But due care is taken that neither of the craftform loses its identity in the process of amalgation. The idea is to put together the best traits of the two forms, and explore a new market. And, eventually, push the boundaries of each form, and skills of its keeper.
Vanmala Jain of Mumbai-based Kuprkabi Foundation is making ceramicware to go along with basket trays, crafted by Kadam-Haat group from Kolkata. She shares her take-away, “Collaboration is a brilliant idea. It is a learning process for both the parties. Unless you fuse and combine, a craft won’t move forward. Fusion has become the talk of the day and is in tune with the world.”
Dhawan’s team is looking forward to the big day. “It’s been an experiment and we are open to constructive criticism. We are hoping designers and corporate houses will come forward to support us, to volunteer and fund, so that we can make our artisan community robust.”

The exhibition will be held at United Theological College, Benson Town, 11am to 8pm, November 30-December 4. Entry: Rs 49 Call: 9845008482

Fusion Inc.

TIMES OF INDIA  Nov – 2016

Media : Print

Media Link :

http://bangaloremirror.indiatimes.com/entertainment/lounge/Fusion-inc/articleshow/55652836.cms

 

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50 artisans join hands to weave a story

In The News

The ‘Me to We’ edition of the Annual Handmade Collective hosted by NGO A Hundred Hands at Dr Bau Daji Lad Musuem in Byculla brings together artisans groups from different parts of rural India onto one platform, enabling them to collaborate with various other artisans to create unique products.

With a thrust on cross-culture creation and a celebration of art and craft in creative ways, the showcase and exhibition which will be hosted at the museum from January 19 to 22, will feature 50 artisan groups who have created unique art, craft, jewellery, home décor, garments and toys.

Through the ‘Me to We’ initiative, different artisans are brought in touch with others by A Hundred Hands, a non profit organisation that aims to promote handmade products and help artisans earn a sustainable income through their craft.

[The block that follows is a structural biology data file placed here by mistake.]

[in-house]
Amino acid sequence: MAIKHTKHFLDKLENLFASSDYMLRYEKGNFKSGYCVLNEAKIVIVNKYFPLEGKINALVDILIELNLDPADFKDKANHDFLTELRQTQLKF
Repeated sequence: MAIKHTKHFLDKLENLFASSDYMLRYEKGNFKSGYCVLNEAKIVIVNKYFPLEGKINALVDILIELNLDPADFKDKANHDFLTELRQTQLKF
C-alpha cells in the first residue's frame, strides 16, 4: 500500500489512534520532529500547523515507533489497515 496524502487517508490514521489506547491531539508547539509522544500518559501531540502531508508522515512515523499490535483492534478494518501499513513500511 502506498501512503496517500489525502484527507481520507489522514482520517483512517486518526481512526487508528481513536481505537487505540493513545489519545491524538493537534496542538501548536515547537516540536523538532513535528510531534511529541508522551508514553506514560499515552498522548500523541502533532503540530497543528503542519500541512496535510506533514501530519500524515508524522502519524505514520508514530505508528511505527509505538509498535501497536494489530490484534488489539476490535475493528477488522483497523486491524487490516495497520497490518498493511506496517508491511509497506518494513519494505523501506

“Its collaborative nature and the willingness of the craftsperson to share their craft, learning and skills honed over generations with each other is what makes this special,” says Mala Dhawan, co-founder of A Hundred Hands.

Among the unique products is ‘Ajrakh printing on hand-knotted dhurries’ by artisans E Shrinivas from Telangana and Mushtak Khatri from Gujarat. A dhurrie is a woven rug is which is made via the process of hand-knotting and inter-locking. A yarn is dyed and then woven via the hand-knotting and inter-lock technique which is then sent to Gujarat for printing. These Dhurries are printed with the traditional Ajrak print done in Gujarat.

Speaking about the process Shrinivas said, “It is a lot of innovation that goes into making one dhurrie. Each product takes at least two months of hard work. We had never thought that ajrak print would look so beautiful on our dhurries.”

‘Tribal embroidery on handloom mircodyed saree’ is another piece that is a result of collaboration between Porgai, a livelihood group reviving tribal embroidery from Tamil Nadu, and a group from Karnataka called Desi.

Handloom mircodyed fabrics were used to make ready made garments with embellished tribal embroidery done by Porgai.

On the other hand, Desi also made a few men’s garments on which tribal embroidery was done. Speaking about the process, Dr. Lalita Rege of Porgai said, “To make one garment, it takes at least five days. The Lambadi women do the traditional tribal embroidery on the garments.”

50 artisans join hands to weave a story

DNA January 2017

Media Link :

http://www.dnaindia.com/mumbai/report-50-artisans-join-hands-to-weave-a-story-2293914